I found this recipe in the November Issue (N34) of the Elle à la Table (Japanese) magazine. They did a holiday dessert special using nothing but my favorite ingredient of the moment: ginger! I thought this tied in with the holiday theme and plus I love caramel so much (if I can just have a venti macchiato right now….then hit the track later @@")! To me ginger equals healing food. Why? Besides being appreciated for its distinct flavor and ability to diffuse other strong odors, ginger has long been used as an herb in Chinese Medicine. Ginger has the properties to promote sweating, is anti-toxin, beneficial to digestion, treats motion sickness, promote blood circulation, and an antidote for seafood poisoning. Chinese women from the Canton Province (where my family originated) customarily eat a dish of ginger cooked in sweet vinegar, egg, and pig hock shortly after giving birth because it is thought to get rid of air in the body. Also, it is used to treat coughs and the common cold, which I can use right now ~_~. People are spreading germs at work, at school, on the street, it is everywhere and I can’t afford to be sick so I have been making tea and soup with a generous amount of ginger and I asked the cook (my mom) at my house to just add ginger to almost anything she cooks. Yup, that is right, defense is ON!
When I took a bite of this mousse, my first reaction was like “creamy”! It has a very prominent caramel flavor with a hint of ginger. I thought it was a bit too sweet for my taste but again this is made with caramel @_@’’ I must say it is quite exotic! I think if the mousse is being eaten alone then it may be too creamy for some people’s liking; however, the biscuit coat balanced it out well. The crunchy, spicy, crushed ginger snip biscuit (cookie) coat was a really good texture contrast to the airy, creamy mousse. It makes the ginger in the mousse pops! I suspect that not everyone will like this, but if you have an adventuress nature, this is definitely worth trying ^o^
-Bring eggs back to room temperature by leaving them in a bowl of warm water.
-Pre-soak gelatine, squeeze out excess water; set aside. If using powdered gelatine, add 2 spoon of water.
I thought you should know:
-The amount of gelatine used can make or break the mousse so measure it accurately.
-Lightly oil the loaf pan or rectangular mold with almond oil or other veggie oil so it is easier to de-mold.
-Mousse is better to be left in the fridge overnight. I found that it holds the form better.
-You can either de-mold the mousse cake by covering it w/ a hot towel or soaking the mold in hot water for 10 ~ 20 seconds.
Cake Slicing 101:
You can get your cake sliced just like the one they sell in the café by following these simple steps: first soak a knife in a cup of hot water, wipe off with a towel, then cut the cake while knife is still warm. Try to cut it through with only one cut and do not “saw”. Whip off any cake crumb/residue and slice again. Just repeat these steps and you will have neat and pretty slices of cake that rival what they sell in the patisseries.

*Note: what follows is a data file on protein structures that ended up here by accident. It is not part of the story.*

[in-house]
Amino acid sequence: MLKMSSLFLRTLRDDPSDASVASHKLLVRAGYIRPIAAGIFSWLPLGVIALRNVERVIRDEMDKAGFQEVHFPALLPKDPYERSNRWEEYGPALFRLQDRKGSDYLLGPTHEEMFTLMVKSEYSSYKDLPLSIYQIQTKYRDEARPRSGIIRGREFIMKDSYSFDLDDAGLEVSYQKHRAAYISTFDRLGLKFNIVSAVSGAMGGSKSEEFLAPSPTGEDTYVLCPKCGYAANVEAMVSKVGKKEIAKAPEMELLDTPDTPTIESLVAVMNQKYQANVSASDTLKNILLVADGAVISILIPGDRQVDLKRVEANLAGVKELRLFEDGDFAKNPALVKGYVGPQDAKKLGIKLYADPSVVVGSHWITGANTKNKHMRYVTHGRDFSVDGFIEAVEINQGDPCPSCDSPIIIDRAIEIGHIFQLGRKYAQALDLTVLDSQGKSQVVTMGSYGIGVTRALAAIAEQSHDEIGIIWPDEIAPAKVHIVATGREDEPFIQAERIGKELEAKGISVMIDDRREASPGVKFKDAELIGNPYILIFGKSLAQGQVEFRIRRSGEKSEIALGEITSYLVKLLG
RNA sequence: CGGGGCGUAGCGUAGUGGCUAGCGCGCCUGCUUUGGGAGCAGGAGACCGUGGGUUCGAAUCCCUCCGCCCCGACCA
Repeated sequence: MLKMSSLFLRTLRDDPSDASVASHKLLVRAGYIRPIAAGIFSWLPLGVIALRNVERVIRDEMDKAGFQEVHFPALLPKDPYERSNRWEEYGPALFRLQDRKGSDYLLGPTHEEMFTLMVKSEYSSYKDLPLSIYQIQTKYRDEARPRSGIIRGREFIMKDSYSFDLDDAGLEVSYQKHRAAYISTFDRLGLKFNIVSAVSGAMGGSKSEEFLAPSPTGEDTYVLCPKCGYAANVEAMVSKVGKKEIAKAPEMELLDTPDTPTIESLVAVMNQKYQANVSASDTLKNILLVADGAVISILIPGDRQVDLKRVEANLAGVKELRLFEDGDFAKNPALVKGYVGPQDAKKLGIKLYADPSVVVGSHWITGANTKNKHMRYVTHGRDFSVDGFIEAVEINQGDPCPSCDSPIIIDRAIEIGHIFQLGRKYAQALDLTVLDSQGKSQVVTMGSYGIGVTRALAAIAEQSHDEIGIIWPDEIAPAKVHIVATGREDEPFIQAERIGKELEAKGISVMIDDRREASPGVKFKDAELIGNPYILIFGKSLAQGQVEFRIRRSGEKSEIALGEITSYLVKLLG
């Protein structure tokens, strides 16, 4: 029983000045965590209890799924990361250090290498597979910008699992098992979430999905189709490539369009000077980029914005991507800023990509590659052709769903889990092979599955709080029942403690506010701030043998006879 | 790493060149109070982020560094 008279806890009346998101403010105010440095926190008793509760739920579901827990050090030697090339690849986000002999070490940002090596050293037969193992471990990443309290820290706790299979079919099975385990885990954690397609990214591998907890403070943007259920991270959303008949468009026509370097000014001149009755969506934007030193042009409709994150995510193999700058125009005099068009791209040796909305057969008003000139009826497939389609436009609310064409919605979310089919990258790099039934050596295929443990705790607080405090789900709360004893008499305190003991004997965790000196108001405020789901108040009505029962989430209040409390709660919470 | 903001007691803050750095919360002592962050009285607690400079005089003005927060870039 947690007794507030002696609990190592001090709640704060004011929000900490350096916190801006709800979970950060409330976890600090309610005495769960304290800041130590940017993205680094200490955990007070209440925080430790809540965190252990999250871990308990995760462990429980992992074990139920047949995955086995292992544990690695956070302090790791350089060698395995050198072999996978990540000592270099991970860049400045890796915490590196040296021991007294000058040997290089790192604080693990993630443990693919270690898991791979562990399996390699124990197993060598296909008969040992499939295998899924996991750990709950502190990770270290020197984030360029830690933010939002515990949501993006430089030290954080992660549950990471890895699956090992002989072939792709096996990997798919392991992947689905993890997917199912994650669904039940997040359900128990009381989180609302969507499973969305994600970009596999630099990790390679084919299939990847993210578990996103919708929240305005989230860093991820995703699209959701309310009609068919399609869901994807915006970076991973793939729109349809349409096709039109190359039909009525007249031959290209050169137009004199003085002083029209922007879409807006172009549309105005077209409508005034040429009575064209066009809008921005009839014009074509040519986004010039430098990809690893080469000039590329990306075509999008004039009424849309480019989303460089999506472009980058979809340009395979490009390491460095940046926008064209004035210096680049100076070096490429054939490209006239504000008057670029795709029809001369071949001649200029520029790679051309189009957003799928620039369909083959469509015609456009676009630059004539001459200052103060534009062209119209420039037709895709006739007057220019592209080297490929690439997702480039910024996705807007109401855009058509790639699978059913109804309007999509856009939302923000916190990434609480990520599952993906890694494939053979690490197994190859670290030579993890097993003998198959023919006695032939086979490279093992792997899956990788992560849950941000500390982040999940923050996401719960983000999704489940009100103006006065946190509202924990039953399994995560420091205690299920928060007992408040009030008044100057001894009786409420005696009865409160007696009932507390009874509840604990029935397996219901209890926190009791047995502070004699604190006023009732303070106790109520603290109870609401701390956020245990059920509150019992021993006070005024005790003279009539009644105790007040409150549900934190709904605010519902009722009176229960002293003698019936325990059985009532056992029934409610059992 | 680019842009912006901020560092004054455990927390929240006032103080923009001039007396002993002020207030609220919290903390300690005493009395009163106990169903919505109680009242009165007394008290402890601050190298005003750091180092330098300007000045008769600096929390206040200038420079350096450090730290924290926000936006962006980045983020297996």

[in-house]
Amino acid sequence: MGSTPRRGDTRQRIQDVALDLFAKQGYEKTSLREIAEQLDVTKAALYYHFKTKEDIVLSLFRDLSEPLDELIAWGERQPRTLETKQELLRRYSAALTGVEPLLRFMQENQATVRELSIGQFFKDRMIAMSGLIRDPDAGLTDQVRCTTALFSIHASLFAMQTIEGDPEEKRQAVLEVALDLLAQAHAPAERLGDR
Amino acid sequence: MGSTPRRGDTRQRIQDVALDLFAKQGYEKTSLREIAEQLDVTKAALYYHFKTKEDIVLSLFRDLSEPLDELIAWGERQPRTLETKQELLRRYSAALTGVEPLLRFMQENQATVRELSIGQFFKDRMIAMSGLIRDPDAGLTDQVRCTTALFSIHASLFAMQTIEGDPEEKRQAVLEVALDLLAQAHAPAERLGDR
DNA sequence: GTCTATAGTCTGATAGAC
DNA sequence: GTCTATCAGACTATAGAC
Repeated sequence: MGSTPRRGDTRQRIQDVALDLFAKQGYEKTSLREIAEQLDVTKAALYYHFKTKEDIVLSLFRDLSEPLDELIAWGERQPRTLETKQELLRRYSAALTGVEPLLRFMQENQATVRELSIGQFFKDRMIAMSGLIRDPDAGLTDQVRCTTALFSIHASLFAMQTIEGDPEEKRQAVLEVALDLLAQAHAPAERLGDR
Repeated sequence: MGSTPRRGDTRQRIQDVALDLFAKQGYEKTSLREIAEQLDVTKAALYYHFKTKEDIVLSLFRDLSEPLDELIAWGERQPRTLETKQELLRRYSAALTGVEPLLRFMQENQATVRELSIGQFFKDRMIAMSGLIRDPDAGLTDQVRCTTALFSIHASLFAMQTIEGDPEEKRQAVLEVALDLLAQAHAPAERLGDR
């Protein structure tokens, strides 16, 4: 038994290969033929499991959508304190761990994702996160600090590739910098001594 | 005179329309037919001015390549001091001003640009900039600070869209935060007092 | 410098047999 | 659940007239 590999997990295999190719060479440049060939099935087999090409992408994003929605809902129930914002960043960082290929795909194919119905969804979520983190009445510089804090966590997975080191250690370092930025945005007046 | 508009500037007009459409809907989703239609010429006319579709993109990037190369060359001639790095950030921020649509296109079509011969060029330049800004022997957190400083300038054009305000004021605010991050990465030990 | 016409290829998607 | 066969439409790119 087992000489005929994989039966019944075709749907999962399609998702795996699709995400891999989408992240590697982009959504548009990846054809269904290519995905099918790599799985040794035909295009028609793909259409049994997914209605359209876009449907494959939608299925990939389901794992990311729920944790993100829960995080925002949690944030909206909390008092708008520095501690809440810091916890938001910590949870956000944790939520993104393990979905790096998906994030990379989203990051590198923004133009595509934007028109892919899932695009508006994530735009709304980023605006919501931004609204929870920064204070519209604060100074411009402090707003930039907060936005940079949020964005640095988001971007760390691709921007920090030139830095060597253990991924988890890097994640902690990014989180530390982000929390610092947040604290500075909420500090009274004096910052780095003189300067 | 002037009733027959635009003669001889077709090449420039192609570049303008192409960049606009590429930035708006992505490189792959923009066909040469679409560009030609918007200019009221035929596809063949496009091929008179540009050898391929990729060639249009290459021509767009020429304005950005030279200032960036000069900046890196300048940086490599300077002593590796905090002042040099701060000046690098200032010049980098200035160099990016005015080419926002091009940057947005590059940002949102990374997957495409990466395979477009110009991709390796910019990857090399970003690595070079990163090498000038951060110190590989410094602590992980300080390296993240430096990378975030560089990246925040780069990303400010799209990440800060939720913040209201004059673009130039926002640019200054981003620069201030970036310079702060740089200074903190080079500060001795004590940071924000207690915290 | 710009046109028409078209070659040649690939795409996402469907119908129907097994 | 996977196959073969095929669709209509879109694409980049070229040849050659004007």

Makes one 9 x 4.5 x 3in loaf pan
300ml whipping cream
225g granulated sugar
1 ½ tsp ginger powder
10g leaf gelatine
2 (L size) egg white
Pinch of salt
125g ginger snip biscuit/cookie crumbs
In a small saucepan, melt the sugar over low heat; be careful not to over stir but continuingly swirl the mixture to prevent from burning. Once the sugar syrup completely dissolved and turned dark amber color, remove from heat (at this point, do not stir the syrup.) Slowly add the water to the syrup, you will notice that the syrup become crystallized, continue to boil until completely melted. Add the ginger powder and stir until completely blended then remove from heat. Add the pre-soaked gelatine and stir till completely dissolved. Leave to cool.
Next, in a mixing bowl, beat the egg white and salt until it becomes stiff and shiny; set aside. In another bowl, whip the cream until soft peaks form. Add the whipped cream to the meringue and fold to blend the two. Then add the caramel syrup to the cream mixture and fold until incorporated.
Pour the mousse mixture into the loaf mold and lightly tap it to get the air and bubble out. Then place in the fridge to set overnight. Take the mousse cake out from fridge and remove from mold. After de-molding it, sprinkle a generous amount of crumbs to cover the cake then place back into the fridge to set. Remove cake from fridge 10 minutes before serving. Slice it then serve with more crushed crumbs.
我在十一月份日文版的Elle à la Table看到以我最近愛用的食材:薑﹐為主題的甜點特集。這個薑香焦糖慕斯就是其中的一個。賣相真的很吸引人﹐而且還有我愛的caramel﹐ 所以立刻就給它bookmark了。我一直被那個做中醫的外公灌輸那個薑是一個具有療效的食物。大多數的人對薑的認知一向只限於它是烹調上的大配角。其實薑憑一股辣勁﹐除可煮食外﹐還有其他特殊用途及神奇的功用。薑不僅擁有促進血液循環、健胃、止痛、發汗、止嘔吐、和解熱的作用。它的食療作用很廣泛。像在廣東省一帶﹐產婦坐月期間要吃用大量薑、甜醋、雞蛋和豬腳煮成的薑醋，據說對產婦有除風、去瘀等功效。而且還可以助消化﹐鎮咳消痰﹐增強免疫力、治外感風寒、解魚蟹毒病症等等。話說現在是感冒菌橫行的季節﹐我可是常用薑來泡茶和喝薑湯來做預防的。還要媽咪不管做什麼菜都要求給它加那個薑﹐就是要把寒氣逼走﹐因為我可是不能病的…那些該死的projects @_@
9 x 4.5 x 3in loaf模具
300ml 忌廉/ 鮮奶油
1 ½ 茶匙薑粉
2 (L尺寸) 蛋白(室溫)